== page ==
story about a family travelling to Calif on a wagon. Amazing the things our ancestors went through to develop this great nation!! You can feel the trials they went through and are amazed at some of the things they had to go through!!!
From Publishers Weekly
Riefe's first novel outside of her Iroquois series (Mohawk Woman, etc.) displays her usual attention to historical detail, but little else of merit. When Lucy Scott Mitchum's idealistic husband, Noah, gets bitten by the 1849 gold bug, she dutifully packs her worldly possessions in a prairie schooner and accompanies him from Baltimore to Sacramento with their four-year-old daughter in tow. The family's six-month trek across the Great Plains and over the Sierra Nevada mountains should have resulted in high historical drama, but Riefe's uninspired narrative robs even stampeding buffaloes and hostile Indians of their impact. Some of the flattening comes from the way characters remain passing acquaintances. When one fellow traveler of the Mitchums commits suicide by jumping in a river, for instance, it barely causes a ripple in the reader's consciousness. After building up anticipation of an impending massacre by Cheyenne of traders in Fort Laramie, Riefe describes the event as viewed from a distance, with little color or excitement. While trouble crops up continually for Lucy and her kin, they sail through nearly unscathed. The family will at last reach Sacramento, but a number of readers will have jumped schooner long before.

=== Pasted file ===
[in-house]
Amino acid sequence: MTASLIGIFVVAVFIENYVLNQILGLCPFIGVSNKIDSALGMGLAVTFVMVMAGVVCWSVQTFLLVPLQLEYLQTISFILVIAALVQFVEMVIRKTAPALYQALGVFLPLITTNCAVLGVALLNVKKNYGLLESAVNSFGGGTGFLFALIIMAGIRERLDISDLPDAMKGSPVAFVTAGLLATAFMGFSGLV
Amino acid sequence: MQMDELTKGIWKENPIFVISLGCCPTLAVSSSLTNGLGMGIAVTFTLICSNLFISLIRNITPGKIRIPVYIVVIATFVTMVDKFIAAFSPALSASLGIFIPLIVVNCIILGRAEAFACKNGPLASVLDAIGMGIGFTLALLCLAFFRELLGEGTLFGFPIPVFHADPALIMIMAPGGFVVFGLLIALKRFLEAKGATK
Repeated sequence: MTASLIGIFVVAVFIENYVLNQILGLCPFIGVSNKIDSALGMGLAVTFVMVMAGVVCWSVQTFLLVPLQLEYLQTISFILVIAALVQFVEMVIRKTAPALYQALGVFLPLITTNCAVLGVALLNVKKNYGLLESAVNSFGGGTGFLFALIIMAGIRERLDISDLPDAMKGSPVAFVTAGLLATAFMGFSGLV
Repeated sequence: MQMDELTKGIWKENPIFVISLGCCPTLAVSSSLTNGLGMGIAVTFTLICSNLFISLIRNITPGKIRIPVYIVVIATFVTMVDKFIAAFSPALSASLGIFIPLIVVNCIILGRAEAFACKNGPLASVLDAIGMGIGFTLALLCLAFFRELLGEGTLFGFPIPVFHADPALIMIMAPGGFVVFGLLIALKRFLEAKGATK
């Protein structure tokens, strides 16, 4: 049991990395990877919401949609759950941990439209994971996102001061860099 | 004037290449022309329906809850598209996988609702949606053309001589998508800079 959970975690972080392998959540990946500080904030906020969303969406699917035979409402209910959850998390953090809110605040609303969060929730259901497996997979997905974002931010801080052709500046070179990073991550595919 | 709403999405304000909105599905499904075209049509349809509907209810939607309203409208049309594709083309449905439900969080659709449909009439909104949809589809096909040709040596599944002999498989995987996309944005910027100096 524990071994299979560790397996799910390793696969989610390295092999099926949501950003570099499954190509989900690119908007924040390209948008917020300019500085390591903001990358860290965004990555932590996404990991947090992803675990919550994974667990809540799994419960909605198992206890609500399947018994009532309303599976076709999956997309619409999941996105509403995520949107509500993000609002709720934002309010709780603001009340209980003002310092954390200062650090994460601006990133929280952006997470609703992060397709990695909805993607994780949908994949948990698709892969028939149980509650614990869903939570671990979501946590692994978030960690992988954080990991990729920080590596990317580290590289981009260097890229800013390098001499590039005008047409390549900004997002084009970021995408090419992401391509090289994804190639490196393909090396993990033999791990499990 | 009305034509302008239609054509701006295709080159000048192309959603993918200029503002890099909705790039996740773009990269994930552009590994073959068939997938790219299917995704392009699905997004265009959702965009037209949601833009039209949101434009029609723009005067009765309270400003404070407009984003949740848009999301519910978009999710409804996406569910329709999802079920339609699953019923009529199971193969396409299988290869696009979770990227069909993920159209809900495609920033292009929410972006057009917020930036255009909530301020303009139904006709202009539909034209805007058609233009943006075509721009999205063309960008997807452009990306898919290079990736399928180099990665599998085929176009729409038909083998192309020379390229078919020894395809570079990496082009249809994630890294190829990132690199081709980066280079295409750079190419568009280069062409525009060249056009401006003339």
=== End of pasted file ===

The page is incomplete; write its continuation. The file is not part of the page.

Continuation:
From Library Journal
Readers who normally avoid Westerns will find Riefe's (Mohawk Woman, LJ 12/95) novel a real treat. The author's clear, appealing writing tells the fictional story of Baltimore native Lucy Scott Mitchum; her husband, Noah; and young daughter Lynette as they journey across America in 1849 to the gold fields of California. They travel with four other families in a wagon train and encounter various Native American tribes, charging buffaloes, sickness, and a tragic massacre. The reader will learn how to cook buffalo meat, treat toothache with chamomile tea, and shoe an ox. Riefe's writing style is pleasing, and most of the characters are believable and quite likable. As Lucy Mitchum reaches California and begins a new life as one of Sacramento's first school teachers, the reader shuts the book and wonders whether this was in fact a true story. A nice buy for Western and historical fiction shelves?